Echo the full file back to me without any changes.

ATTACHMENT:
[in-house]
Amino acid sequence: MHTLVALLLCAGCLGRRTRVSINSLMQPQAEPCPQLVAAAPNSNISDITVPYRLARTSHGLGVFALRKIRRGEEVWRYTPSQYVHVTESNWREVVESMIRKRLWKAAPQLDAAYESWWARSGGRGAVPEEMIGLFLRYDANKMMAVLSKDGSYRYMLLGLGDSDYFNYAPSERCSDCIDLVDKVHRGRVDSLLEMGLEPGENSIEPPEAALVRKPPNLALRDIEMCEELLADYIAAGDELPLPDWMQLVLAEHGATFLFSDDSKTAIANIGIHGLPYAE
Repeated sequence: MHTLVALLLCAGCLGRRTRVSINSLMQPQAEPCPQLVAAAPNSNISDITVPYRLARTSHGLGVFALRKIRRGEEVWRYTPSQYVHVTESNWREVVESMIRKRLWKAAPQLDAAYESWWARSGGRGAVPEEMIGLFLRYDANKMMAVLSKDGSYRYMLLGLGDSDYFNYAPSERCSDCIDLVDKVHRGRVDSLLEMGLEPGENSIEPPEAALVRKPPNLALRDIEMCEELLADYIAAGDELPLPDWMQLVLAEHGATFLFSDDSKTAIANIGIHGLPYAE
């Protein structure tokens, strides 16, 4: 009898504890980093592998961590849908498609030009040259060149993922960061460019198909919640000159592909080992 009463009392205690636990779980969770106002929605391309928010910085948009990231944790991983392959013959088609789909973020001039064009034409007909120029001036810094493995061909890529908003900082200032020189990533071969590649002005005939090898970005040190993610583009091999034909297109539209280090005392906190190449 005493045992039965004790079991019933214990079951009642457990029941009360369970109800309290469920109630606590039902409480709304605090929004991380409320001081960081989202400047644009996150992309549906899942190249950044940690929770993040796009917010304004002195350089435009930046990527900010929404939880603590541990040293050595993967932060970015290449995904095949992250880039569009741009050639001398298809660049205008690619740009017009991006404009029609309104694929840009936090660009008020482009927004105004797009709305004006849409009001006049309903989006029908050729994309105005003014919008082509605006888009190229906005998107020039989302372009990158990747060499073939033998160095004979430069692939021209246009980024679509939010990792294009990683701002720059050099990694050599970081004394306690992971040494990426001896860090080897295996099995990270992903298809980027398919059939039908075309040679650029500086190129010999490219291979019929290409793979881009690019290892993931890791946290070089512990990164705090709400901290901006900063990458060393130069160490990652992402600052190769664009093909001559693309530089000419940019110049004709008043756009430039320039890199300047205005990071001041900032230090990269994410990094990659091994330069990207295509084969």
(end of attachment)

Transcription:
[in-house]
Amino acid sequence: MHTLVALLLCAGCLGRRTRVSINSLMQPQAEPCPQLVAAAPNSNISDITVPYRLARTSHGLGVFALRKIRRGEEVWRYTPSQYVHVTESNWREVVESMIRKRLWKAAPQLDAAYESWWARSGGRGAVPEEMIGLFLRYDANKMMAVLSKDGSYRYMLLGLGDSDYFNYAPSERCSDCIDLVDKVHRGRVDSLLEMGLEPGENSIEPPEAALVRKPPNLALRDIEMCEELLADYIAAGDELPLPDWMQLVLAEHGATFLFSDDSKTAIANIGIHGLPYAE
Repeated sequence: MHTLVALLLCAGCLGRRTRVSINSLMQPQAEPCPQLVAAAPNSNISDITVPYRLARTSHGLGVFALRKIRRGEEVWRYTPSQYVHVTESNWREVVESMIRKRLWKAAPQLDAAYESWWARSGGRGAVPEEMIGLFLRYDANKMMAVLSKDGSYRYMLLGLGDSDYFNYAPSERCSDCIDLVDKVHRGRVDSLLEMGLEPGENSIEPPEAALVRKPPNLALRDIEMCEELLADYIAAGDELPLPDWMQLVLAEHGATFLFSDDSKTAIANIGIHGLPYAE
């Protein structure tokens, strides 16, 4: 009898504890980093592998961590849908498609030009040259060149993922960061460019198909919640000159592909080992 009463009392205690636990779980969770106002929605391309928010910085948009990231944790991983392959013959088609789909973020001039064009034409007909120029001036810094493995061909890529908003900082200032020189990533071969590649002005005939090898970005040190993610583009091999034909297109539209280090005392906190190449 005493045992039965004790079991019933214990079951009642457990029941009360369970109800309290469920109630606590039902409480709304605090929004991380409320001081960081989202400047644009996150992309549906899942190249950044940690929770993040796009917010304004002195350089435009930046990527900010929404939880603590541990040293050595993967932060970015290449995904095949992250880039569009741009050639001398298809660049205008690619740009017009991006404009029609309104694929840009936090660009008020482009927004105004797009709305004006849409009001006049309903989006029908050729994309105005003014919008082509605006888009190229906005998107020039989302372009990158990747060499073939033998160095004979430069692939021209246009980024679509939010990792294009990683701002720059050099990694050599970081004394306690992971040494990426001896860090080897295996099995990270992903298809980027398919059939039908075309040679650029500086190129010999490219291979019929290409793979881009690019290892993931890791946290070089512990990164705090709400901290901006900063990458060393130069160490990652992402600052190769664009093909001559693309530089000419940019110049004709008043756009430039320039890199300047205005990071001041900032230090990269994410990094990659091994330069990207295509084969």